Specialty Spotlight: Hospitalist
There are over 6,000 hospitals in the United States, representing almost 1 million staffed beds. Medical teams across the country provide care for the 33 million hospital admissions annually.
With staggering figures like these, it’s no wonder the demand for hospitalists has been rising in recent years. A hospitalist is a physician who specializes in the care of hospitalized patients. These doctors play an important role in coordinating a patient’s care from admission to discharge.
In this Specialty Spotlight, we explore the hospitalist specialty and highlight some of the key reasons why this growing field is an attractive option for many physicians.
What is a hospitalist?
A hospitalist is a licensed physician who practices hospital medicine. They provide comprehensive care to hospitalized patients and treat a wide range of conditions and diseases. As specialties go, it’s relatively new, and the term ‘hospitalist’ was first coined in 1996.
Hospital medicine developed because of the increasingly complicated nature of inpatient care and the need for dedicated care management. Traditionally, hospitalized patients were cared for by clinicians seeing numerous ambulatory patients and with other clinical obligations. However, this restricted the time they had to dedicate to hospitalized patients, which ultimately led to poorer care quality and patient outcomes.
With the hospitalist model of care, physicians can focus their practice on providing efficient, around-the-clock specialized care to a specific group of patients in a hospital setting. The discipline has expanded as surgical and other cases become more complex.
Research has shown that hospitalists can reduce the length and cost of hospital stays and the rate of readmissions.
Hospitalists serve as generalists, meaning they can address patients’ medical needs regardless of their condition. However, some physicians choose to further focus their practice, for example, by caring for critically ill individuals or those with specific conditions or needs.
There are various models of hospital medicine. For example, hospitalists may work a pattern of 2 weeks on, 2 weeks off. Working in this manner allows for continuity of patient care while balancing the physician’s need to decompress from their intense practice. However, there are numerous variations and working practices depending on the setting.
How to become a hospitalist?
Physicians who intend to become hospitalists must complete a 4-year bachelor’s degree, followed by 4 years of medical school. Once they hold a medical degree, candidates must complete several years of graduate medical education (GME). Typically, this includes a 1-year internship, followed by 3 years of residency training. Most hospitalists undergo residency training in general internal medicine, general pediatrics, or family practice.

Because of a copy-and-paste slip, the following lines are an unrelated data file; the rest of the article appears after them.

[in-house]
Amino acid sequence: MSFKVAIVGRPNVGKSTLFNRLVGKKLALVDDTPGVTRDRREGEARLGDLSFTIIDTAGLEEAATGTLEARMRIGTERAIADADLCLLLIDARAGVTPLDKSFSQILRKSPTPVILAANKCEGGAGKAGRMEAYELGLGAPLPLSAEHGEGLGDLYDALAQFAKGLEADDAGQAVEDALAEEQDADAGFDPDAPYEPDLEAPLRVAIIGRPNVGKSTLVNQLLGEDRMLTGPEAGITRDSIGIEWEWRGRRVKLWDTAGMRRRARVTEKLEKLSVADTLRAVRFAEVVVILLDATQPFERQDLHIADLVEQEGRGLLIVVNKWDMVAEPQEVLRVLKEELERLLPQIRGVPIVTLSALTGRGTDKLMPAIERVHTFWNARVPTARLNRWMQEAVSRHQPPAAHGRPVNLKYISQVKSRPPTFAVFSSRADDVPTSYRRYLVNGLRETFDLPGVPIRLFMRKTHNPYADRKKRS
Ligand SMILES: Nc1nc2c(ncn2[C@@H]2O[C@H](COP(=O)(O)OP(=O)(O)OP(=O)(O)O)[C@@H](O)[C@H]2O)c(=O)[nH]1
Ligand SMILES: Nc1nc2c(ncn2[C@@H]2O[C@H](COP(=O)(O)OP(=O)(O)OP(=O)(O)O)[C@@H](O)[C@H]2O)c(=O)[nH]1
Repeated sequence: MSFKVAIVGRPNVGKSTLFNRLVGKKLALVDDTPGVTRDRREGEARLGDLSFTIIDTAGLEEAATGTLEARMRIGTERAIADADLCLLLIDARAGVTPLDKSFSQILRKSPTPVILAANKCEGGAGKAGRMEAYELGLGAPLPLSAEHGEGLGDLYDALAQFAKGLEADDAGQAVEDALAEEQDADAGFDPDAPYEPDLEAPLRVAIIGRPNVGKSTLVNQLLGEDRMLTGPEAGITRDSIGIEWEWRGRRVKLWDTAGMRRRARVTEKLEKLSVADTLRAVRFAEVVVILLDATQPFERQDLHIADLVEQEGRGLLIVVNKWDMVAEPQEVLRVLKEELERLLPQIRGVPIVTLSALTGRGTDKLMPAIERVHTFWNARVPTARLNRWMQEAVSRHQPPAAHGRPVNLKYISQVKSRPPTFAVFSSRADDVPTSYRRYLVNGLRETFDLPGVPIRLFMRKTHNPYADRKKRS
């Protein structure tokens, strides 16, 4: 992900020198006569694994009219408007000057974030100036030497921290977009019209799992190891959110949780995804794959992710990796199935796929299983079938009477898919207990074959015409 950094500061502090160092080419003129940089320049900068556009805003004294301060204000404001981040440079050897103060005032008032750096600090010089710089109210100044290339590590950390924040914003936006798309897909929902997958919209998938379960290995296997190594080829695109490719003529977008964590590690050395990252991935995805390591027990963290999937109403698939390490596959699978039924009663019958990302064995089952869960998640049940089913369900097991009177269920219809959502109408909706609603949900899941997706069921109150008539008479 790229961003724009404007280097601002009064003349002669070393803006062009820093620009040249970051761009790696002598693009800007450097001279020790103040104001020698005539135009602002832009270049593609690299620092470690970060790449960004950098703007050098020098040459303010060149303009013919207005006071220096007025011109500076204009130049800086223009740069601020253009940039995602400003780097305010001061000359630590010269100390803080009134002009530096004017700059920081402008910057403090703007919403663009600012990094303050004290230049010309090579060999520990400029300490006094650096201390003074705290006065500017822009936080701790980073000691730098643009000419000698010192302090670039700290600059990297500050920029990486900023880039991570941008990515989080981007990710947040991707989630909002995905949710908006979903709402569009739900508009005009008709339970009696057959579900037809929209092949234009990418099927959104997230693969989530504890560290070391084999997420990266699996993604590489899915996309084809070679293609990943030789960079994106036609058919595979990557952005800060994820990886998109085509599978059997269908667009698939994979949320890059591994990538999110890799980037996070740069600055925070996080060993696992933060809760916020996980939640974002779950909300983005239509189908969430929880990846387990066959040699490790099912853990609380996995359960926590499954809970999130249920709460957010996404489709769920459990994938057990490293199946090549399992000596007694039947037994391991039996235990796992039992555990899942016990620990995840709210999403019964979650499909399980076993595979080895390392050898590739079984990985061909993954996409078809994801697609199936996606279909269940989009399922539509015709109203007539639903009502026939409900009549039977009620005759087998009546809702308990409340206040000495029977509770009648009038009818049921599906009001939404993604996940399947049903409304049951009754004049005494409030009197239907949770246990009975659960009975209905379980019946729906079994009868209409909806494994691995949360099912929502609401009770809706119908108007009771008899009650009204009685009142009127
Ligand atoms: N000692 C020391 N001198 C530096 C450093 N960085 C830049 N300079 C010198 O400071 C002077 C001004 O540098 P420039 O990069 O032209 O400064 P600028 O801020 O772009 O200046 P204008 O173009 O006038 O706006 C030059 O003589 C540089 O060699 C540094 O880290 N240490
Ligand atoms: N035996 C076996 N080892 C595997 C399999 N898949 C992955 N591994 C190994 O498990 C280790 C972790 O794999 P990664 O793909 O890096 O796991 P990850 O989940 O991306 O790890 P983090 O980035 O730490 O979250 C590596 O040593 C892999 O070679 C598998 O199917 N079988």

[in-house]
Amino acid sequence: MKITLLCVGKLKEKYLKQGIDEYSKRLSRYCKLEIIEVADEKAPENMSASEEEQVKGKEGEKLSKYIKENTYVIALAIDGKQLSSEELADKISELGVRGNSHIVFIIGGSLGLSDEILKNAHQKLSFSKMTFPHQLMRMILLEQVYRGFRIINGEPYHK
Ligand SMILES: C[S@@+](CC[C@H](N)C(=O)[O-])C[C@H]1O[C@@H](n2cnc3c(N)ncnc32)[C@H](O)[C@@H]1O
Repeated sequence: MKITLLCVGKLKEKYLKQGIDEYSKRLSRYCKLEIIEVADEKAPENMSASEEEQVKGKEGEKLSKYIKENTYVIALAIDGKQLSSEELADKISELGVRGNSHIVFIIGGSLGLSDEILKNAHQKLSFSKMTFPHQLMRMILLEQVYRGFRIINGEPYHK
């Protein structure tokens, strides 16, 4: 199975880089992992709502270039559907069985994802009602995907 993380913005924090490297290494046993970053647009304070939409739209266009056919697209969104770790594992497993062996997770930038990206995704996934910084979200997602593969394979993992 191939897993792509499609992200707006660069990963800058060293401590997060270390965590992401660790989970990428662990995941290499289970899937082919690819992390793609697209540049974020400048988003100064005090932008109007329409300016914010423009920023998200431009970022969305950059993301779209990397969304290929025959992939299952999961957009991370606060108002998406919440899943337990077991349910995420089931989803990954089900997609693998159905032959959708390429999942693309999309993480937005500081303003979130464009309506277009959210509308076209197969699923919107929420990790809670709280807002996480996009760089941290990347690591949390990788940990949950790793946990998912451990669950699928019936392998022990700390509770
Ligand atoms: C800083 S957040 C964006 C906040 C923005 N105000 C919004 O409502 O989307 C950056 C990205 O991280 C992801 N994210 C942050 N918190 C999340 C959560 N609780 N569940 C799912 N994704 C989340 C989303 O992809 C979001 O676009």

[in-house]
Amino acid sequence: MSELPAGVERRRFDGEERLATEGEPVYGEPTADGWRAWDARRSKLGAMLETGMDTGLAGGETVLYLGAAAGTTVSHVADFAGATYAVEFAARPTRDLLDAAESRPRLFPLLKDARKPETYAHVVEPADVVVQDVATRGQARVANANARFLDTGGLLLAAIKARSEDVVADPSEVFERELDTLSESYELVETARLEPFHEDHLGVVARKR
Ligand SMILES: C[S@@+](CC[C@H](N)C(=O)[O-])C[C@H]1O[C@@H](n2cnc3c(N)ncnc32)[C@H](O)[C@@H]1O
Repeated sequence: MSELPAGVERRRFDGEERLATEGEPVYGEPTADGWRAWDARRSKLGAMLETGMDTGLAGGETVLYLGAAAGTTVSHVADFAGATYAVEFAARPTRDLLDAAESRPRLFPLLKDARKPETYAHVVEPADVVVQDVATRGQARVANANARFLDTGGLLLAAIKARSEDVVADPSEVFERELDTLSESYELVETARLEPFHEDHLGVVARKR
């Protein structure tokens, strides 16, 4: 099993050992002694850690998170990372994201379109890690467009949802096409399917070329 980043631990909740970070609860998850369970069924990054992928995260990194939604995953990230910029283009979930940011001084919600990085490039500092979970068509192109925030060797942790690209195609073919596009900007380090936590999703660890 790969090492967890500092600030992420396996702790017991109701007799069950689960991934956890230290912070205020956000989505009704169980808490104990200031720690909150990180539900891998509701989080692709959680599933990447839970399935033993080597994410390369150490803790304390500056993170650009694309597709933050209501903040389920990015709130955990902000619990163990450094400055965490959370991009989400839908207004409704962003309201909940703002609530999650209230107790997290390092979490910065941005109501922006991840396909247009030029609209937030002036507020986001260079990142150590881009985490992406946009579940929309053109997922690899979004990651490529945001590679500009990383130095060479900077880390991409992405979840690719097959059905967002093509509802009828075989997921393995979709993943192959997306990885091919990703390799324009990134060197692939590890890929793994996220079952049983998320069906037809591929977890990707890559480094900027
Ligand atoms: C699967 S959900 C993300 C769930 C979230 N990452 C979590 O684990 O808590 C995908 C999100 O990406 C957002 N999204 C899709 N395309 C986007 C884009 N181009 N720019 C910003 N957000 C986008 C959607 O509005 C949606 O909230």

There are residency programs that include the primary aspects of hospital medicine, such as continuity of care from inpatient to outpatient and quality assessment/quality improvement (QA/QI).
In 2009, the American Board of Hospital Medicine (ABHM) was founded, which is part of the American Board of Physician Specialties (ABPS). The board’s founding meant that hospital medicine was no longer a subspecialty of internal medicine, and physicians could become board certified as hospitalists.
What does a hospitalist do?
Hospitalists are critical parts of the hospital system and are responsible for tracking, measuring, and improving patient care quality. However, their roles center around patients’ needs and are not involved in any financial or organizational administration.
The hospitalist takes over and coordinates all aspects of their patients’ care. Although other doctors and nurses are involved, the hospitalist is the primary point of communication. They are also responsible for relaying information to the patient, their family, and other relevant parties.
Locums Hospitalist salary
Hospitalists earn an average of $150 per hour working locum tenens.
Find hospitalist jobs with Integrity Locums
Integrity Locums specializes in connecting physicians and APPs with the best opportunities in hospital medicine assignments. We work with some of the top facilities across the United States, and we’re here to find high-caliber individuals their ideal positions.
We understand the importance of finding the right assignment, so we take the time to get to know you and your preferences. Then, we’ll work with you to find a hospitalist assignment that meets your needs, whether in a rural area or a major metropolitan center.
Contact Integrity Locums, and we’ll draw on our experience and connections to find you the perfect locum tenens role.